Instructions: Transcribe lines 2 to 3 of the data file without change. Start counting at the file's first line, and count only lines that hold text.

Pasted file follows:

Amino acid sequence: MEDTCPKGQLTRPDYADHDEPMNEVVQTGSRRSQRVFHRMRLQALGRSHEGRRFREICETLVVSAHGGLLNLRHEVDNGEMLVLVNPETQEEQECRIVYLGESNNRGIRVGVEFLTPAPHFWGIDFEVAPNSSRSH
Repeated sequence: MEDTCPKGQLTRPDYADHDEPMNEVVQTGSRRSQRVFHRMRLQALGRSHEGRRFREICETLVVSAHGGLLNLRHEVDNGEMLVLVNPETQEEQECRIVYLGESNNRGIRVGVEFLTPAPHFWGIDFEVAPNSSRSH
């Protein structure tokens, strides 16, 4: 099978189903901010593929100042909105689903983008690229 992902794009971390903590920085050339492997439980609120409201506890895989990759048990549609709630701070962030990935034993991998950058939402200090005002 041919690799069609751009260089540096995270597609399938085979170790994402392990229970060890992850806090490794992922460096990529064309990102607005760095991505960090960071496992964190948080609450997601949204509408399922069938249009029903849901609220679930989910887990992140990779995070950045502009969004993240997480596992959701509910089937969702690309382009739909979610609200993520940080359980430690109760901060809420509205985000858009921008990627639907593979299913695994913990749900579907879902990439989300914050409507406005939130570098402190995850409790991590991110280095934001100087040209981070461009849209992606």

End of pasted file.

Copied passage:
Repeated sequence: MEDTCPKGQLTRPDYADHDEPMNEVVQTGSRRSQRVFHRMRLQALGRSHEGRRFREICETLVVSAHGGLLNLRHEVDNGEMLVLVNPETQEEQECRIVYLGESNNRGIRVGVEFLTPAPHFWGIDFEVAPNSSRSH
């Protein structure tokens, strides 16, 4: 099978189903901010593929100042909105689903983008690229 992902794009971390903590920085050339492997439980609120409201506890895989990759048990549609709630701070962030990935034993991998950058939402200090005002 041919690799069609751009260089540096995270597609399938085979170790994402392990229970060890992850806090490794992922460096990529064309990102607005760095991505960090960071496992964190948080609450997601949204509408399922069938249009029903849901609220679930989910887990992140990779995070950045502009969004993240997480596992959701509910089937969702690309382009739909979610609200993520940080359980430690109760901060809420509205985000858009921008990627639907593979299913695994913990749900579907879902990439989300914050409507406005939130570098402190995850409790991590991110280095934001100087040209981070461009849209992606």